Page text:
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Ramaphosa lifts businesses spirits, says Koseff

Government must now create a business-friendly environment to boost growth.

President Cyril Ramaphosa is, through his engagement with the business community, instilling confidence in the country’s economic trajectory, says the Investec chief executive.

“If you compare the [current] mood to the mood six months ago or four months ago, we’re in a different country so I do think the South African economy will start gaining traction. There are a lot of initiatives and commitment both from government and business, and hopefully from labour, to create a social contract that is needed in society,” Stephen Koseff said referring to a CEO Initiative meeting with the president and various cabinet members.

Under the auspices of the CEO Initiative, Koseff and Goldman Sachs’s Colin Coleman are leading the Youth Employment Services (YES) Programme geared at proving one million youths with internships over a three-year period. The CEO Initiative was formed by business leaders in 2016 in a bid to work with government and labour to address the country’s challenges.

According to Koseff, Ramaphosa’s engagement with business at the meeting was reminiscent of former President Nelson Mandela in that he has created a totally different mood, one which people really want to help and make a difference. “He understands what the business community is about, he understands how to talk [to them] because he was part of it. He was part labour, then business and now he’s a politician,” he added.  

Ramaphosa’s election as leader of the ruling party last December and president of South Africa last month has already led to a significant improvement in the outlook for the country. The president’s intervention in the controversial mining charter, changes to cabinet and plans to tackle graft and the mismanagement of state-owned enterprises have thus far been well received, with the RMB/BER business confidence index rising to a three-year high in the first quarter.

Koseff said that Ramaphosa’s election was positive for the country but that it is now up to the president and government to create a business-friendly environment, which enables investment. He said a business-friendly environment would enable the economy to grow in excess of 5%, which would lead to the creation of the right type of jobs.

Koseff was speaking after the banking group released a pre-close trading update for the financial year ending March 31 2018. During the period, the bank withstood political uncertainty in South Africa as well as uncertainty over Brexit in the UK, which it said impacted consumer and corporate confidence in both of Investec’s core geographies.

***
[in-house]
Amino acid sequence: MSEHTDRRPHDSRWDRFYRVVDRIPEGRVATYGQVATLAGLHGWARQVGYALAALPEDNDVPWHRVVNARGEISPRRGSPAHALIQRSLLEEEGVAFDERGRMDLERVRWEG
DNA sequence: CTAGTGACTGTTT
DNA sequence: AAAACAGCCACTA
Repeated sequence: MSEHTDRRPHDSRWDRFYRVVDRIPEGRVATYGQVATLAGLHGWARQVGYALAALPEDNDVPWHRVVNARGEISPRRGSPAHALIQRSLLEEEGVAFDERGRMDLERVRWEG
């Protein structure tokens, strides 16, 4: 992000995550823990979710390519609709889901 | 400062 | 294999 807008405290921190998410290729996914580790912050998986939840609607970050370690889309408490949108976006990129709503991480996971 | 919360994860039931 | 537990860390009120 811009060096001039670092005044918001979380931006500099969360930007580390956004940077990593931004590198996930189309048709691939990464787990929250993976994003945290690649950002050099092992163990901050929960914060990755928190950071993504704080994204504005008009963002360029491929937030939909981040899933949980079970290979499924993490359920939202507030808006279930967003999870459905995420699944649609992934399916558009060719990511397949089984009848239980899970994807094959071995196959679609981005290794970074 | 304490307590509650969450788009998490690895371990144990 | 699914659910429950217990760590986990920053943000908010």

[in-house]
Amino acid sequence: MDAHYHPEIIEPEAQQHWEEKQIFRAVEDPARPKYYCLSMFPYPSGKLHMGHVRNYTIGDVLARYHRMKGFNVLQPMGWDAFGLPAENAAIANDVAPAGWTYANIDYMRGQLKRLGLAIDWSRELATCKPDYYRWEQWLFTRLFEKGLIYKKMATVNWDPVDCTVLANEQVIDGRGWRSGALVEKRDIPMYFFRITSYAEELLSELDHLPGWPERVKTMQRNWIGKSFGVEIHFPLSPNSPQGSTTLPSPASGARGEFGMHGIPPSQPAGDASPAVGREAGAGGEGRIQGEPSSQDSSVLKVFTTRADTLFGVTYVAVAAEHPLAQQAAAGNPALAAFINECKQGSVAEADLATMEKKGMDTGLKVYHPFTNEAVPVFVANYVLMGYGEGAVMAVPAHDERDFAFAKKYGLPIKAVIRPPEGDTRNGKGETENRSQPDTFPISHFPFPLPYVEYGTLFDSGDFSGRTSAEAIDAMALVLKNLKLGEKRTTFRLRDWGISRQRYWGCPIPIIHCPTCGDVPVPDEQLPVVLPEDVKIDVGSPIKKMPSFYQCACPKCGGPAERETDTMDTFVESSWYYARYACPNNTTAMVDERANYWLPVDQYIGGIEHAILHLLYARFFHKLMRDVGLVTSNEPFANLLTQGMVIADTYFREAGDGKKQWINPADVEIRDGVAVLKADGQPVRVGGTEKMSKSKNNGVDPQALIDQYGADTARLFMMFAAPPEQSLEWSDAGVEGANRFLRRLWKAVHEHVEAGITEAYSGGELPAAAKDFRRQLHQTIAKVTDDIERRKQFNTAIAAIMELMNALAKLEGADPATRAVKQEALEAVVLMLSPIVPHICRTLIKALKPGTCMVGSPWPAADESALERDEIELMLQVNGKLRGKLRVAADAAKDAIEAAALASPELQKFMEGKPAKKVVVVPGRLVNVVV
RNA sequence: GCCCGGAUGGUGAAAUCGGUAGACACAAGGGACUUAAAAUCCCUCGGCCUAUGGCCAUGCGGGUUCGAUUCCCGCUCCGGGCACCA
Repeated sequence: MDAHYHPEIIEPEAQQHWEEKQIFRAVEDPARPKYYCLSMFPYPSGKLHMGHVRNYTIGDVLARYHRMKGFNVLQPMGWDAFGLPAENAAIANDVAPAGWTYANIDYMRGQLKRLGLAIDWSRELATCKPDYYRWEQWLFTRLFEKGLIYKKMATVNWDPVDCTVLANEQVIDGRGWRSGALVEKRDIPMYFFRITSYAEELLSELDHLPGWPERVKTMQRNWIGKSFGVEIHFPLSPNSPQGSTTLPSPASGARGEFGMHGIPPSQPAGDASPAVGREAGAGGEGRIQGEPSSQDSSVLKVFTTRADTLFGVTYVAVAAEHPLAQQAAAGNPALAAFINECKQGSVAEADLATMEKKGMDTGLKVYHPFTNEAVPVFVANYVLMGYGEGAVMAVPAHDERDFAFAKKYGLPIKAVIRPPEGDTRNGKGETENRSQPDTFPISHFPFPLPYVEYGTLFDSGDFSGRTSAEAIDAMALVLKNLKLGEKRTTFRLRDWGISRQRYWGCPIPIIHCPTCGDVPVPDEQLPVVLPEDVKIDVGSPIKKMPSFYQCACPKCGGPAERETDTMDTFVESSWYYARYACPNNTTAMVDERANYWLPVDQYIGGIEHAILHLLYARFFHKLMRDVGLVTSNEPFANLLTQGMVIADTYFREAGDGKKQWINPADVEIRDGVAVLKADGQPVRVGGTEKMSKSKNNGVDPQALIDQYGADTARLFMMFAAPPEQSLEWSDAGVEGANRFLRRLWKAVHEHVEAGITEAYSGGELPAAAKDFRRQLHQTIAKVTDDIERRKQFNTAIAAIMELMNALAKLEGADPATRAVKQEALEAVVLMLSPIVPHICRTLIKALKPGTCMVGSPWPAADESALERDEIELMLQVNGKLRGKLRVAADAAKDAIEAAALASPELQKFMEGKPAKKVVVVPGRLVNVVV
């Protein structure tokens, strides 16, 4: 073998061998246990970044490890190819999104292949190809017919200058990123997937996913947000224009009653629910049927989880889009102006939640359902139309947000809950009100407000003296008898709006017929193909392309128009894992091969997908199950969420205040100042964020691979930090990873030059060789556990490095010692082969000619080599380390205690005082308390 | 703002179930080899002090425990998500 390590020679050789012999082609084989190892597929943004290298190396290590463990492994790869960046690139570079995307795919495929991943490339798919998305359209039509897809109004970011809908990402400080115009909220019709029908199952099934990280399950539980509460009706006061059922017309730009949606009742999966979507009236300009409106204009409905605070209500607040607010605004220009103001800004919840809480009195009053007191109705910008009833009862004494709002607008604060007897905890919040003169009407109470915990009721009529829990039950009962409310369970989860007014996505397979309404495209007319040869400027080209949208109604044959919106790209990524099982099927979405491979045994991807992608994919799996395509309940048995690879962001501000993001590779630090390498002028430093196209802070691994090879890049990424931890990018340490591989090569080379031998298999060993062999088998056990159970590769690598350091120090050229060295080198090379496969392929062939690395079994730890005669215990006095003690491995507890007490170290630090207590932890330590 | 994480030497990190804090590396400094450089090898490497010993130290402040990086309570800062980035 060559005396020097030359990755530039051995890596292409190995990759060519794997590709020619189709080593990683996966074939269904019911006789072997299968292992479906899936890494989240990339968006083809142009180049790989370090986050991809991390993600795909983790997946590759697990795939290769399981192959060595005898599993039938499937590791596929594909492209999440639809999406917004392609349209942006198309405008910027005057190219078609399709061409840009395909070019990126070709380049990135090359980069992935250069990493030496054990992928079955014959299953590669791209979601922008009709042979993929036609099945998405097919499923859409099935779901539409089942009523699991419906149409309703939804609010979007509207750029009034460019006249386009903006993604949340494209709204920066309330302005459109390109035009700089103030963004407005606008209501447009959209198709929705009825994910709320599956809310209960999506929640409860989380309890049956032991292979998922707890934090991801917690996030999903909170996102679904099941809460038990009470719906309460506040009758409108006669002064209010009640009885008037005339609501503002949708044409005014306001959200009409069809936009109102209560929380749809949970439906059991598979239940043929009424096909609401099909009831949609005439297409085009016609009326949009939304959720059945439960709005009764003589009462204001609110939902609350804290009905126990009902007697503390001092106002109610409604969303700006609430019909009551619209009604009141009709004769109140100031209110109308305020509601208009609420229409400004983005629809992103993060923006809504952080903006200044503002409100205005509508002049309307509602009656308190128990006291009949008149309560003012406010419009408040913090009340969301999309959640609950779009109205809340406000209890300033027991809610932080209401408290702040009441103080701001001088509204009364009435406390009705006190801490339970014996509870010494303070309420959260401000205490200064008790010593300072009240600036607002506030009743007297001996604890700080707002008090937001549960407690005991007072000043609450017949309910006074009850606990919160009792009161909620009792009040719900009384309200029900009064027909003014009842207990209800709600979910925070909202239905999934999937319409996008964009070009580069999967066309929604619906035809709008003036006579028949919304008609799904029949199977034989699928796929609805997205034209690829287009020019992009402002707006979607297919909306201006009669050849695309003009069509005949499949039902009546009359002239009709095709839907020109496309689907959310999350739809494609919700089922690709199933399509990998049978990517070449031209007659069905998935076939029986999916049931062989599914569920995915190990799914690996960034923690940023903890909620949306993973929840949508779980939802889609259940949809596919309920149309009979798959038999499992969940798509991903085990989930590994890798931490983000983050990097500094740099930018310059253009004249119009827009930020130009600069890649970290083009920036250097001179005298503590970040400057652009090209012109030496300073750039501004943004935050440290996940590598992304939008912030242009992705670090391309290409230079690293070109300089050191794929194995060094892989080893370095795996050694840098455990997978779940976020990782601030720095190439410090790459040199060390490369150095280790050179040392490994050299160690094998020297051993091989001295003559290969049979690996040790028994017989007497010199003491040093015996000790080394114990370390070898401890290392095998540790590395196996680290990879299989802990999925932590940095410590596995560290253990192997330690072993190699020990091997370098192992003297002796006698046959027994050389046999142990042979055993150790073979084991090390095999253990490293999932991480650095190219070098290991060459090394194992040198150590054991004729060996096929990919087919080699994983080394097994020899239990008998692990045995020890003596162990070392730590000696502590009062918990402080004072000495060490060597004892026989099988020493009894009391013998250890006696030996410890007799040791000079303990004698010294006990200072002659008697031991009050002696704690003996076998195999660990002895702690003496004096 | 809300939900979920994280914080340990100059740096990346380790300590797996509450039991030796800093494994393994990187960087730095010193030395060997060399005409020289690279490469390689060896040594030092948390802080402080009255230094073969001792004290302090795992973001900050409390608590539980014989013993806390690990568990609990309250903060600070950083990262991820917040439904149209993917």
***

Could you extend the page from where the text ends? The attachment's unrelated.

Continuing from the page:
The banking group said the appreciation of the rand relative to the pound is to have a positive impact on its financial results, with revenue expected to be ahead the prior year and adjusted operating profit in line with the prior year.

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My views: Well said Mr Koseff – I cannot agree more with your view that Mr Ramaphosa must create a business-friendly environment to stimulate growth and job creation, and that he is busy instilling confidence in the country’s economic trajectory.
Which begs the question: When will Investec take note of the Constitutional Court’s ruling (Case CCT 106/16 that came before the Court that almost all claims under section 252 of the Companies act Act 61 of 1973 does not constitute a debt in terms of the Prescription Act 68 of 1969 ?
Your Locus Standi arguments against the Randgold minority shareholders etc, are now history. Some 95 % of their claimants Case 106/16 methinks is now willing and able to sue you, in the ‘’main case’’. In South African corporate history…
I also think that you will remember that Investec tried to oliberate from the records of the court (in North Gauteng High Court), the fact that Investec acted, over a period of years, in collusion with certain parties, to prevent Randgold from recovering, in effect billions of Rand that Brett Kebble and his cohorts stole from Randgold. (see
Unchallenged forensic reports (JLMC), very long in the public domain, show that Investec was one of the beneficiaries of the stolen cash!
To date, the cover-up of Kebble’s frauds amounts to one of the most elaborate obfuscations. Methinks you are also now getting close to your sell-by date – bring it on, the time is now!

Does a business friendly environment include ” Govmund, DO NOT steal from my customers. ”

They cannot invest in my business if you STEAL from them.

Remember Cyril, ” a rose by any other name is still a rose”

Are the financial CEOs in this country high on something? I saw a report by PWC the other day which also felt very positive because of a high probability that the ANC will remain in power well into the future. I cannot understand how these companies can be positive when the average person on the street is so negative about our situation. So much so that it’s not if they are emigrating, but when. I think it is a Brexit type of scenario repeating itself: investors find the possibility of failure so disturbing that they either push the narrative that all’s is well in order to try and change the outcome, or they are in complete denial because they’ve lost touch with the mood of the man on the street.

We could do with 10 more business with the entrepreneurial spirit and ambition of Investec.

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